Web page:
“… [T]raditional voting systems were expensive and carried extra annual licensing costs that were growing more costly each year,” DeBeauvoir said. “STAR Vote was an attempt at better security and an attempt to cut the growing expense for county governments.”

The county received 12 proposals for any, some or all of the five modules comprising STAR Vote.

After several months of review, the county came to the difficult realization that none of the proposals they received met their requirements for a new system.

DeBeauvoir, who had been optimistic that the county would be able to find a vendor said the major sticking point came down to open source voting.

“No vendors wanted to use this approach because they see it as a low revenue business model,” DeBeauvoir said. “Also among the 12 proposals no one bid the basic election management software (ballot definition, by mail program, and results tallying.) Think of it as a donut hole.”

The county will now focus on finding a “legacy” voting system that has a verified paper trail and better security. An RFP will go out later this month and the county hopes to have the new system in place within the next two to four years.

While disappointed that the county was not able to move forward with STAR Vote, DeBeauvoir is optimistic that someone will create such a system.

“I hope it will be picked up in the future by a non-profit or another county,” DeBeauvoir said. “The 2016 election was a watershed that should cause new developments in voter verified paper trails and new security programming for future voting systems. Voting system manufacturers will have to listen and respond to these latest demands.”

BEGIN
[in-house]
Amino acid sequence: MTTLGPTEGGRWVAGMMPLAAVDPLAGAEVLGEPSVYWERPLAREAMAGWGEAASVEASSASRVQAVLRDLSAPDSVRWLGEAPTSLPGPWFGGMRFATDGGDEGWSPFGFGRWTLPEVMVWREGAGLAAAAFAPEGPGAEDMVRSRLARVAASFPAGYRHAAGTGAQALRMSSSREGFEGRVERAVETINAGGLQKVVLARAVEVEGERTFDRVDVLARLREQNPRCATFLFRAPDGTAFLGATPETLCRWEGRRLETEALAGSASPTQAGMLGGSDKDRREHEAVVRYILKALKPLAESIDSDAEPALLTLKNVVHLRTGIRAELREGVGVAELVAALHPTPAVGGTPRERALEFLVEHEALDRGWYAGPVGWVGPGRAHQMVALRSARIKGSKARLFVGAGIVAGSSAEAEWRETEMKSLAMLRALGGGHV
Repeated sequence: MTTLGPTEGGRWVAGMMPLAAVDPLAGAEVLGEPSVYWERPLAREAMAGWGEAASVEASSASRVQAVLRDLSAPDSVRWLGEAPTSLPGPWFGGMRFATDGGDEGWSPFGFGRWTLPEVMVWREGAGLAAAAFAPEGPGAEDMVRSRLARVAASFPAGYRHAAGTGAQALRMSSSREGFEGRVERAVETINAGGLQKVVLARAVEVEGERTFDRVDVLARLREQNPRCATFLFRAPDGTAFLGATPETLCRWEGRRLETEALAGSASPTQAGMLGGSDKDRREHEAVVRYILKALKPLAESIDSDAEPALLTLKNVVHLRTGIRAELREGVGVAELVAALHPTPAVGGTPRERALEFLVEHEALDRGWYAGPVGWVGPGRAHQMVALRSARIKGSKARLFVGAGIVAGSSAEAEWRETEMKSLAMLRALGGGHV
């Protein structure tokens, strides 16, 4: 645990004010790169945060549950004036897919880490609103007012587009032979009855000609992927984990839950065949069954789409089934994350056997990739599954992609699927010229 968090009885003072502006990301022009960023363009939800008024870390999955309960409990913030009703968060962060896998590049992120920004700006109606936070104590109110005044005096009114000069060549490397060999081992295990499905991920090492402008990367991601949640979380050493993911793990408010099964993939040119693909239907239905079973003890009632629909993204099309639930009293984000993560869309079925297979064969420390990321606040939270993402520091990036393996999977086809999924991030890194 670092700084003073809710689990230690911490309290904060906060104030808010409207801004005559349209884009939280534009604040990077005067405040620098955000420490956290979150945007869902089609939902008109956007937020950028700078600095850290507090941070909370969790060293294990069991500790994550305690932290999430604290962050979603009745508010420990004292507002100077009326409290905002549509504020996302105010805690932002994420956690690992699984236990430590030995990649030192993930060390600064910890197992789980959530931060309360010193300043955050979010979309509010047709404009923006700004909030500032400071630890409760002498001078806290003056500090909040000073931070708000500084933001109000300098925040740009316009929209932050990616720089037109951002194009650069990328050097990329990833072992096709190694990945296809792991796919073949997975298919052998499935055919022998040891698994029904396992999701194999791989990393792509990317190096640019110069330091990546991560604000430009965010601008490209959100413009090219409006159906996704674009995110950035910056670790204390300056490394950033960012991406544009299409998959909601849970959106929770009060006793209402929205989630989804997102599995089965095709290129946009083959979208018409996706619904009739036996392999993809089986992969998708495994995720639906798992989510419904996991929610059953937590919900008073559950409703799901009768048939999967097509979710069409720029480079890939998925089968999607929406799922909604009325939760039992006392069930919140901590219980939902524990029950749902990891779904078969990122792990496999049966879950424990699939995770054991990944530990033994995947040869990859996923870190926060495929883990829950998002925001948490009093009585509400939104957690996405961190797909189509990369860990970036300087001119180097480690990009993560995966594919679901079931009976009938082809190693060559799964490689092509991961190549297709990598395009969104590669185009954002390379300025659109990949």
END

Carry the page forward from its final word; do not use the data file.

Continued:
DeBeauvoir acknowledges that Travis County may have been a bit ahead of its time with STAR Vote, but she believes fallout from the 2016 election should speed up improvements to voting systems. Just recently the U.S. Election Assistance Standards Board released Voluntary Voting System Guidelines (VVSG) some of the same components that the STAR Vote system does.

“This is important progress,” said DeBeauvoir who serves on the Standards Board. “In a few years we will see new equipment that will have many of the features described in STAR Vote. The national attention STAR Vote received influenced these new guidelines.”

For other counties seeking to build their own voting system, DeBeauvoir says she would counsel patience in the marketplace. And she would also encourage equal focus on the business model for the type of company to support STAR Vote as well as the voting system design.

“Voters want a paper trail, one that works well,” DeBeauvoir said. “Their demands will be met sooner rather than later and that is good news in a private sector market place that has been reluctant to listen. They have their business reasons. The 2016 election changed everything in much the same way that the 2000 and 2004 elections raised the first awareness of the true needs and resources communities must have to conduct free and fair elections.”

To read the county’s full debrief on the creation of the STAR Vote system and what happened, click here.

It will be interesting to see if this experience repeats, in whole or in part, with Los Angeles County’s new voting system. If nothing else, it’s a useful reminder (as Dana observes) that the barriers to changes in voting aren’t purely legal or technological, but also are driven by the current state of the market. Thanks to Dana for sharing the details of what must have been a disappointing outcome – and thanks as always to Mindy for writing up for the rest of us to see. Have a safe weekend – and stay tuned …